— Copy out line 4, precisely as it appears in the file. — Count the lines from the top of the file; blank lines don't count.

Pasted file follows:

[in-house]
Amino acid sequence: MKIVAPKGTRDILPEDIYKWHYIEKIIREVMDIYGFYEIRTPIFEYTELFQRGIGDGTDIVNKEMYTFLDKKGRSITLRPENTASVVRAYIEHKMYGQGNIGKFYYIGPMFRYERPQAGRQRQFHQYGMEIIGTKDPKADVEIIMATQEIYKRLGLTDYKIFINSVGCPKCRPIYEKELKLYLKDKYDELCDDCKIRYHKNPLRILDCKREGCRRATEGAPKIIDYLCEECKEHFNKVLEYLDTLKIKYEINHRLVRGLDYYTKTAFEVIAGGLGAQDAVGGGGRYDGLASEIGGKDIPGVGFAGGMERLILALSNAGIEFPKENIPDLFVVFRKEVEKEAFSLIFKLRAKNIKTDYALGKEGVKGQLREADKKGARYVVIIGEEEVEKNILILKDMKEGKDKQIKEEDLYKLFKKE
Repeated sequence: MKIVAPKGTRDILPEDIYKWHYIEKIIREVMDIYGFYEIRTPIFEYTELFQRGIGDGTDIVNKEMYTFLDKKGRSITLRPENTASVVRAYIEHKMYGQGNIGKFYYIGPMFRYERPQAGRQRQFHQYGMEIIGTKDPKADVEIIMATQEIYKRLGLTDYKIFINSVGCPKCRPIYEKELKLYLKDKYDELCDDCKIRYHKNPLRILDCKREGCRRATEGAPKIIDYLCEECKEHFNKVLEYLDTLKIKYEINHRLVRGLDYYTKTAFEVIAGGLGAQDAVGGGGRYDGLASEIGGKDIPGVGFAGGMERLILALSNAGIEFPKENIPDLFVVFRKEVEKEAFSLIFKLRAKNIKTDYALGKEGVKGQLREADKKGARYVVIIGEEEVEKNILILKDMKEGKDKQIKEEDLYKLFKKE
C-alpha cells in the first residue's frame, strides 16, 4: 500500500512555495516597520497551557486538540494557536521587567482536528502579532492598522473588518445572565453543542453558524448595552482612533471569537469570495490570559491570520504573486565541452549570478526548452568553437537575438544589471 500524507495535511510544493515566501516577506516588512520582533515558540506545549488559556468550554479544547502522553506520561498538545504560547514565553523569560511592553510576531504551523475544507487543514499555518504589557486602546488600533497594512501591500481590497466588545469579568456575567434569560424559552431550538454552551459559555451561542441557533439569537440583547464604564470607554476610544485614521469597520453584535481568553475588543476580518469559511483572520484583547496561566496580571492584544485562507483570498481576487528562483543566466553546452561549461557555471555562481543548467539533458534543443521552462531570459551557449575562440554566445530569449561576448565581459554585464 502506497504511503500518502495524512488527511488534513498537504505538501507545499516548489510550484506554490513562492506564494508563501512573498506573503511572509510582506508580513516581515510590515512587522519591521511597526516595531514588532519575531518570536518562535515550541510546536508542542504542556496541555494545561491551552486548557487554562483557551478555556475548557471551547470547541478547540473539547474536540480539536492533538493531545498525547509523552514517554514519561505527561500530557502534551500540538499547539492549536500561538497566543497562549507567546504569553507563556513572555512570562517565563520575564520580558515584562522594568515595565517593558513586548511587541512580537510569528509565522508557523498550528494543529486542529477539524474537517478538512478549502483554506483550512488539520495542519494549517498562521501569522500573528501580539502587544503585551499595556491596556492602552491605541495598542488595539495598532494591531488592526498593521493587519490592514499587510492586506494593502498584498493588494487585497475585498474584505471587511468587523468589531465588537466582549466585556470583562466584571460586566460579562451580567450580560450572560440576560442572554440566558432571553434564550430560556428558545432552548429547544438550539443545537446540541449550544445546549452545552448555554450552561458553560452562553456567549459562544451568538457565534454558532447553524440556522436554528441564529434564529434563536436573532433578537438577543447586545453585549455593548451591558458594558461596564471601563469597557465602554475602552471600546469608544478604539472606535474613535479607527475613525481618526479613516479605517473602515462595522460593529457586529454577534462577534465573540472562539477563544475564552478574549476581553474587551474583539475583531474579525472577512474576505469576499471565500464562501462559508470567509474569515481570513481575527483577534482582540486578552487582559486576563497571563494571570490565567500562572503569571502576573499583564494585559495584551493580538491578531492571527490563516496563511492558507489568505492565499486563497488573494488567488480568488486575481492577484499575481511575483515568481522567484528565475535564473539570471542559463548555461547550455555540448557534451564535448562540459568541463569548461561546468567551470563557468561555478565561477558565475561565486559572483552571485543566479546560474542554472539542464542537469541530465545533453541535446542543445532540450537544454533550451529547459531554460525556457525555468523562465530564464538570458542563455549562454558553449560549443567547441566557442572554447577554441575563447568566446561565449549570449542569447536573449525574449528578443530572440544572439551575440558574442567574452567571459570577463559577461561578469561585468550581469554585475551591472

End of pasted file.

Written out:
C-alpha cells in the first residue's frame, strides 16, 4: 500500500512555495516597520497551557486538540494557536521587567482536528502579532492598522473588518445572565453543542453558524448595552482612533471569537469570495490570559491570520504573486565541452549570478526548452568553437537575438544589471 500524507495535511510544493515566501516577506516588512520582533515558540506545549488559556468550554479544547502522553506520561498538545504560547514565553523569560511592553510576531504551523475544507487543514499555518504589557486602546488600533497594512501591500481590497466588545469579568456575567434569560424559552431550538454552551459559555451561542441557533439569537440583547464604564470607554476610544485614521469597520453584535481568553475588543476580518469559511483572520484583547496561566496580571492584544485562507483570498481576487528562483543566466553546452561549461557555471555562481543548467539533458534543443521552462531570459551557449575562440554566445530569449561576448565581459554585464 502506497504511503500518502495524512488527511488534513498537504505538501507545499516548489510550484506554490513562492506564494508563501512573498506573503511572509510582506508580513516581515510590515512587522519591521511597526516595531514588532519575531518570536518562535515550541510546536508542542504542556496541555494545561491551552486548557487554562483557551478555556475548557471551547470547541478547540473539547474536540480539536492533538493531545498525547509523552514517554514519561505527561500530557502534551500540538499547539492549536500561538497566543497562549507567546504569553507563556513572555512570562517565563520575564520580558515584562522594568515595565517593558513586548511587541512580537510569528509565522508557523498550528494543529486542529477539524474537517478538512478549502483554506483550512488539520495542519494549517498562521501569522500573528501580539502587544503585551499595556491596556492602552491605541495598542488595539495598532494591531488592526498593521493587519490592514499587510492586506494593502498584498493588494487585497475585498474584505471587511468587523468589531465588537466582549466585556470583562466584571460586566460579562451580567450580560450572560440576560442572554440566558432571553434564550430560556428558545432552548429547544438550539443545537446540541449550544445546549452545552448555554450552561458553560452562553456567549459562544451568538457565534454558532447553524440556522436554528441564529434564529434563536436573532433578537438577543447586545453585549455593548451591558458594558461596564471601563469597557465602554475602552471600546469608544478604539472606535474613535479607527475613525481618526479613516479605517473602515462595522460593529457586529454577534462577534465573540472562539477563544475564552478574549476581553474587551474583539475583531474579525472577512474576505469576499471565500464562501462559508470567509474569515481570513481575527483577534482582540486578552487582559486576563497571563494571570490565567500562572503569571502576573499583564494585559495584551493580538491578531492571527490563516496563511492558507489568505492565499486563497488573494488567488480568488486575481492577484499575481511575483515568481522567484528565475535564473539570471542559463548555461547550455555540448557534451564535448562540459568541463569548461561546468567551470563557468561555478565561477558565475561565486559572483552571485543566479546560474542554472539542464542537469541530465545533453541535446542543445532540450537544454533550451529547459531554460525556457525555468523562465530564464538570458542563455549562454558553449560549443567547441566557442572554447577554441575563447568566446561565449549570449542569447536573449525574449528578443530572440544572439551575440558574442567574452567571459570577463559577461561578469561585468550581469554585475551591472